Arteriosclerosis / Atherosclerosis
Arteriosclerosis occurs when your arteries become stiff and thickened. Stiff and thick arteries will restrict blood flow to the rest of your body. Atherosclerosis is a specific type of arteriosclerosis, and it occurs when your arteries have a build-up of plaque, which can narrow and stiffen your arteries and restrict blood flow to the rest of your body. The plaque can break off the artery walls and cause a blood clot. Arteriosclerosis and atherosclerosis can manifest differently in different arteries, but it can lead to chest pain, high blood pressure, kidney failure, leg pain, and more.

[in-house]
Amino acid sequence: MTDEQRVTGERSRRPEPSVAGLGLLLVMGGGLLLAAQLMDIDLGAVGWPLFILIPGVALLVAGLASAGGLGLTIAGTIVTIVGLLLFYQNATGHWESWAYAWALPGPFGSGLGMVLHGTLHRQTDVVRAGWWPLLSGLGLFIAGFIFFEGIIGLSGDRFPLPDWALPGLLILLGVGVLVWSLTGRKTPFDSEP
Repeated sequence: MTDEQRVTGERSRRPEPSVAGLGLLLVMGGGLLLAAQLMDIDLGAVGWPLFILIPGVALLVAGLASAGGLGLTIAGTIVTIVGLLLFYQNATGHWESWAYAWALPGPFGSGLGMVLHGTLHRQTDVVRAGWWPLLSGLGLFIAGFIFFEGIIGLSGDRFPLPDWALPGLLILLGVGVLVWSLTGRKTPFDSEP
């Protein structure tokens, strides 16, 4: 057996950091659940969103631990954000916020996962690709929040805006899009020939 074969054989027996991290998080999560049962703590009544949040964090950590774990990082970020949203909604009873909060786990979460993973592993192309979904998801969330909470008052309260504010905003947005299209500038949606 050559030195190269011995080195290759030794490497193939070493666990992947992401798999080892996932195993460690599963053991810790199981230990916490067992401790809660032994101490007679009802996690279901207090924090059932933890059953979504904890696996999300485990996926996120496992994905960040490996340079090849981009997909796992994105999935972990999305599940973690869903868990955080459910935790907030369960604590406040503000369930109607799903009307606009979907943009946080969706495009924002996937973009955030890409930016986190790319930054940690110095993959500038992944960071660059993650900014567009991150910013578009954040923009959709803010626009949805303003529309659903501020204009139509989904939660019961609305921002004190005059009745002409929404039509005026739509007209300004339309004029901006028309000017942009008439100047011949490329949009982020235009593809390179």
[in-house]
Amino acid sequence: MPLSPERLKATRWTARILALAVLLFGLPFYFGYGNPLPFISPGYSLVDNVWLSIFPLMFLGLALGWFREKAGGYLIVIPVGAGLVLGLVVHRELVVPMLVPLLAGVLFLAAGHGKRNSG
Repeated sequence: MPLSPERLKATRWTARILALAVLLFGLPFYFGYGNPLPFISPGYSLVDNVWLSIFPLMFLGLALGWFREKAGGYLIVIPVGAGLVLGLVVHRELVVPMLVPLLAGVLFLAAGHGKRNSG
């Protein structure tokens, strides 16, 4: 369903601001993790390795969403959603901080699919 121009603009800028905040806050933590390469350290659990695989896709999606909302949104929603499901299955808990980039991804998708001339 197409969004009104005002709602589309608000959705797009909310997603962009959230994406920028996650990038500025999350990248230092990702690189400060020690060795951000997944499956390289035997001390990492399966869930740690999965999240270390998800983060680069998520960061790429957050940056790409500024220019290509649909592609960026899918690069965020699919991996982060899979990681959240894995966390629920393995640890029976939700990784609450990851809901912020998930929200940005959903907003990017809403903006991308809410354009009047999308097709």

Your doctor may treat arteriosclerosis with medications that can slow down or reverse its effects. These medications include cholesterol medications, beta blockers, anti-platelet medications, ACE inhibitors, and diuretics. They work by reducing plaque buildup, lowering your heart rate, reducing clotting, or lowering your blood pressure. Your doctor may also perform an angioplasty – in this procedure, a stent is inserted to the blocked part of your artery. The stent will widen the artery and keep it open, improving blood flow to the rest of your body.